Slim 4 - HTMX Server-side Integration

Daniel Opitz
Daniel Opitz
12 Aug 2023


In the evolving landscape of web development, HTMX (HTML extensions for modern web applications) emerged as a compelling tool for those seeking to enhance their web applications without relying on heavy JavaScript frameworks. At its core, HTMX allows developers to access modern browser features like AJAX, WebSockets, and Server-Sent Events directly from HTML, without needing to write any JavaScript. This paves the way for creating dynamic and interactive web applications with a focus on progressive enhancement and simplicity.

One of the most striking features of HTMX is its capacity to swap parts of the webpage with updated content from the server, making it easy to build applications that feel responsive and fast. By leaning on standard HTTP requests and responses, developers can update sections of a page in reaction to user interactions, all while writing minimal code. This approach keeps web pages lightweight and accessible.

In essence, HTMX is a bridge between the simplicity of static HTML and the dynamic capabilities of modern web apps. It offers an elegant alternative to the traditional, JavaScript-heavy approaches, making it an excellent choice for developers prioritizing performance, accessibility, and maintainability.

If you’re diving into HTMX, you’ll find that it fits seamlessly with various backend frameworks (such as Slim Framework) and architectures, offering a rich toolset for building modern web interfaces.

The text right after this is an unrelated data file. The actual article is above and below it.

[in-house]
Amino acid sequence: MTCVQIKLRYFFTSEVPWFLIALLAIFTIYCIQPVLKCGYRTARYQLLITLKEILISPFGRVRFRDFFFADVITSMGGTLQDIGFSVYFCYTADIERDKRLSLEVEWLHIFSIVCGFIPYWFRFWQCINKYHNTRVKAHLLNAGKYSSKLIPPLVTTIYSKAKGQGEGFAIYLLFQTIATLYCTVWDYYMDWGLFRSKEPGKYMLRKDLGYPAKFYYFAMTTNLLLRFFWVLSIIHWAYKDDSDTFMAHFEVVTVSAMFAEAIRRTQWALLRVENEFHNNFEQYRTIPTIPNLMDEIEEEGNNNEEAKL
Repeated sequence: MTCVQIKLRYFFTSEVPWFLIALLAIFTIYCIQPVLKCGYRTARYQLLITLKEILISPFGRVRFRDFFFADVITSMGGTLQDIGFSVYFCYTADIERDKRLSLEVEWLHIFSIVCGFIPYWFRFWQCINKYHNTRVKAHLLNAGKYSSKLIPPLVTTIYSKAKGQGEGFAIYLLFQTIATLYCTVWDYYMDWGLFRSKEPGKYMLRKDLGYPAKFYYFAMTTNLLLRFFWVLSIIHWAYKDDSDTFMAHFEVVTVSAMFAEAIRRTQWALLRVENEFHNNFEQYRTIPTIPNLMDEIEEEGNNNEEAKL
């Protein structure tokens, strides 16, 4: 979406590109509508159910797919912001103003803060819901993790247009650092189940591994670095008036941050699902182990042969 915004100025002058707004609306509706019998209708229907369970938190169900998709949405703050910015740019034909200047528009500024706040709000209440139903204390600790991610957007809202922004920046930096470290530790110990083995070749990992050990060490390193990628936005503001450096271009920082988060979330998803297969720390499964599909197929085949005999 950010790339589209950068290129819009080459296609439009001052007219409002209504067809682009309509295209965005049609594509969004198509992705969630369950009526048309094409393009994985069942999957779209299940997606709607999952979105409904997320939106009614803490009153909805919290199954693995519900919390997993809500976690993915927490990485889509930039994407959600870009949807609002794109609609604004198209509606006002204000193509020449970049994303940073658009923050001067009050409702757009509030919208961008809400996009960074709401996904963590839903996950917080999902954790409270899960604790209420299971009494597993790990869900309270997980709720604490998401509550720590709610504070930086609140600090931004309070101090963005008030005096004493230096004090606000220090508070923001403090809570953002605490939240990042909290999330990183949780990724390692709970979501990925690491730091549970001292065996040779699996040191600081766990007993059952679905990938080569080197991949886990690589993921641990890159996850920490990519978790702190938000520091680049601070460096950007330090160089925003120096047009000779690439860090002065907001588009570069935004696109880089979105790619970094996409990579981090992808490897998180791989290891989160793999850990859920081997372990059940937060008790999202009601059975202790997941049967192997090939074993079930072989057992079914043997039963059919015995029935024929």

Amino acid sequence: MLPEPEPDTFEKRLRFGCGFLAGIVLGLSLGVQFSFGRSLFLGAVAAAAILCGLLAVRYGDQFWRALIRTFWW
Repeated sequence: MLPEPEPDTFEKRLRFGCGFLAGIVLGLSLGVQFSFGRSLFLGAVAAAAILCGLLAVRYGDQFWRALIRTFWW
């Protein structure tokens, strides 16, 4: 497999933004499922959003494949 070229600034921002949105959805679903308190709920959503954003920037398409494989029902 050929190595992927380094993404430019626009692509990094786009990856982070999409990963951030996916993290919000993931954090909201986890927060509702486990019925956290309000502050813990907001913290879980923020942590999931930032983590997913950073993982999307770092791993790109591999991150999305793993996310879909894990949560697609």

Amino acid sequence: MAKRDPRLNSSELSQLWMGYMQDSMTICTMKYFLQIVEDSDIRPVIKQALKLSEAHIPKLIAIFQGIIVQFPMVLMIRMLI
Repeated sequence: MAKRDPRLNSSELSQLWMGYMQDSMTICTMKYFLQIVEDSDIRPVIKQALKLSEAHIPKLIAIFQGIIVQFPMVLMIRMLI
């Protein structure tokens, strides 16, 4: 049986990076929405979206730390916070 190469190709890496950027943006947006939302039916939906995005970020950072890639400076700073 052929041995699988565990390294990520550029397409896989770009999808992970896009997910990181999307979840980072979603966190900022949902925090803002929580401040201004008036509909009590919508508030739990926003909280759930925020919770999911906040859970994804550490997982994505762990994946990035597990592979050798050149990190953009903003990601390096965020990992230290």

In this article, I want to show an approach to integrate HTMX with any template engine, such as Twig, Plates or the Slim PHP View component.

Include HTMX

Add the HTMX library to your HTML. You can either download and serve it locally or include it from a CDN:

<script src=""></script>

Suppose you want a button that, when clicked, fetches content from a Slim route and replaces the content of a div.

In your template, you can have something like:

<div id="dynamicContent">
  <!-- This content will be replaced by the server response -->

<button hx-get="/fetch-content" hx-target="#dynamicContent">
  Fetch Content

Define the Slim Route

In your Slim routes file, define the route that the button will fetch from:

$app->get('/fetch-content', function ($request, $response) {
    // Generate or fetch the new content
    $newContent = 'This is the new content!';
    // Return the new content

    return $response;

Note that HTMX will not automatically add the base URL that to the HTTP request.

So when you are running your application within a sub-directory of the webservers document-root, then you should also define the full URL path in the hx-get value, for example hx-get="/my-app/fetch-content"

Detecting HTMX requests

If you want to optimize further, you can detect if a request is coming from HTMX by checking the headers. HTMX adds a special header HX-Request with the value true. This can be useful if you want to render partial views (without the full layout) for HTMX requests:

$app->get('/fetch-content', function ($request, $response) {
    $isHtmx = $request->getHeaderLine('HX-Request') === 'true';
    if ($isHtmx) {
        // Return a partial view or just some content
        $response->getBody()->write('partial view or just some content');
    } else {
        // Return the full view
        $response->getBody()->write('full view or just some content');

    return response;

This is a simple integration, but it demonstrates the power of HTMX.

By combining Slim’s routing and view rendering with dynamic capabilities of HTMX, you can create rich and interactive web applications without heavy frontend frameworks. Adjust and expand as needed for your application’s requirements!